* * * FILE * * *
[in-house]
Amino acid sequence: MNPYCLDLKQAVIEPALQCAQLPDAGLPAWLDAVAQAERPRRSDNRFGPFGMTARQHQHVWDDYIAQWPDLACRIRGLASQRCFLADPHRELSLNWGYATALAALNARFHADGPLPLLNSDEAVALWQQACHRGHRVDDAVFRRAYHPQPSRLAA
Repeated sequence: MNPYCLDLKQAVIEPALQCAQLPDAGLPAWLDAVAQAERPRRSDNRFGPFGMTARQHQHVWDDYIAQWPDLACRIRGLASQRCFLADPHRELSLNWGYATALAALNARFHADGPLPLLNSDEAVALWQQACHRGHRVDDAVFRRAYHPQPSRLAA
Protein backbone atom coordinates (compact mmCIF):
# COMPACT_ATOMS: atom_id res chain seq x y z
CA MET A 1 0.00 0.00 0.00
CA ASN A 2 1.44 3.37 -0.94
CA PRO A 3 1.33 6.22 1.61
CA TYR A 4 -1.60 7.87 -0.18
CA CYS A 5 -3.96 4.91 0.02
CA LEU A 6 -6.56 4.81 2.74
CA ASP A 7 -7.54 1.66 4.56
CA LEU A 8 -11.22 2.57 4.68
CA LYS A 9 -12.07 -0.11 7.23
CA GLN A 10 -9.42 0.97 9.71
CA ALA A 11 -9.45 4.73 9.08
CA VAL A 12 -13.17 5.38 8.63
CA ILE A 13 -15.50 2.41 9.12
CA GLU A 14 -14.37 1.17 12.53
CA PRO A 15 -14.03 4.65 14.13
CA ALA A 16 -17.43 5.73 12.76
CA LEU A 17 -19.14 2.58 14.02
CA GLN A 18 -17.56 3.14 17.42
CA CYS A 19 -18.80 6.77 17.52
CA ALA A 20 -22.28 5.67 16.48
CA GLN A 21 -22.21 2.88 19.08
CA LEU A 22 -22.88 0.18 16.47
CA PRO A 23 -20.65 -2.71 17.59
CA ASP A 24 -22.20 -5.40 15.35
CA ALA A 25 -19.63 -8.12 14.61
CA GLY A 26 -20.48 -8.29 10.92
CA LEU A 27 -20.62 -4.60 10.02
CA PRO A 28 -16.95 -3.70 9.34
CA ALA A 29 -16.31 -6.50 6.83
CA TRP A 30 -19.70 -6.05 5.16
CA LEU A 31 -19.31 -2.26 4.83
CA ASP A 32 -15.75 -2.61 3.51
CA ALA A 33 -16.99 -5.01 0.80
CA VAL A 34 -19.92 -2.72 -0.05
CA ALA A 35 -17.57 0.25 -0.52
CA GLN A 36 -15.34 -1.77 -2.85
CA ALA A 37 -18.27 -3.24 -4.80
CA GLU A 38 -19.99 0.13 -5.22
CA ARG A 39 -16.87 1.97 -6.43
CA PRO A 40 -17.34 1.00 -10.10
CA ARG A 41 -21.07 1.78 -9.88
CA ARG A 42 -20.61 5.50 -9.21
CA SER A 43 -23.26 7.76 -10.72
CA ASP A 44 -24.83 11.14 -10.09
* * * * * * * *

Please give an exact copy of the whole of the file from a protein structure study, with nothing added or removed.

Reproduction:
[in-house]
Amino acid sequence: MNPYCLDLKQAVIEPALQCAQLPDAGLPAWLDAVAQAERPRRSDNRFGPFGMTARQHQHVWDDYIAQWPDLACRIRGLASQRCFLADPHRELSLNWGYATALAALNARFHADGPLPLLNSDEAVALWQQACHRGHRVDDAVFRRAYHPQPSRLAA
Repeated sequence: MNPYCLDLKQAVIEPALQCAQLPDAGLPAWLDAVAQAERPRRSDNRFGPFGMTARQHQHVWDDYIAQWPDLACRIRGLASQRCFLADPHRELSLNWGYATALAALNARFHADGPLPLLNSDEAVALWQQACHRGHRVDDAVFRRAYHPQPSRLAA
Protein backbone atom coordinates (compact mmCIF):
# COMPACT_ATOMS: atom_id res chain seq x y z
CA MET A 1 0.00 0.00 0.00
CA ASN A 2 1.44 3.37 -0.94
CA PRO A 3 1.33 6.22 1.61
CA TYR A 4 -1.60 7.87 -0.18
CA CYS A 5 -3.96 4.91 0.02
CA LEU A 6 -6.56 4.81 2.74
CA ASP A 7 -7.54 1.66 4.56
CA LEU A 8 -11.22 2.57 4.68
CA LYS A 9 -12.07 -0.11 7.23
CA GLN A 10 -9.42 0.97 9.71
CA ALA A 11 -9.45 4.73 9.08
CA VAL A 12 -13.17 5.38 8.63
CA ILE A 13 -15.50 2.41 9.12
CA GLU A 14 -14.37 1.17 12.53
CA PRO A 15 -14.03 4.65 14.13
CA ALA A 16 -17.43 5.73 12.76
CA LEU A 17 -19.14 2.58 14.02
CA GLN A 18 -17.56 3.14 17.42
CA CYS A 19 -18.80 6.77 17.52
CA ALA A 20 -22.28 5.67 16.48
CA GLN A 21 -22.21 2.88 19.08
CA LEU A 22 -22.88 0.18 16.47
CA PRO A 23 -20.65 -2.71 17.59
CA ASP A 24 -22.20 -5.40 15.35
CA ALA A 25 -19.63 -8.12 14.61
CA GLY A 26 -20.48 -8.29 10.92
CA LEU A 27 -20.62 -4.60 10.02
CA PRO A 28 -16.95 -3.70 9.34
CA ALA A 29 -16.31 -6.50 6.83
CA TRP A 30 -19.70 -6.05 5.16
CA LEU A 31 -19.31 -2.26 4.83
CA ASP A 32 -15.75 -2.61 3.51
CA ALA A 33 -16.99 -5.01 0.80
CA VAL A 34 -19.92 -2.72 -0.05
CA ALA A 35 -17.57 0.25 -0.52
CA GLN A 36 -15.34 -1.77 -2.85
CA ALA A 37 -18.27 -3.24 -4.80
CA GLU A 38 -19.99 0.13 -5.22
CA ARG A 39 -16.87 1.97 -6.43
CA PRO A 40 -17.34 1.00 -10.10
CA ARG A 41 -21.07 1.78 -9.88
CA ARG A 42 -20.61 5.50 -9.21
CA SER A 43 -23.26 7.76 -10.72
CA ASP A 44 -24.83 11.14 -10.09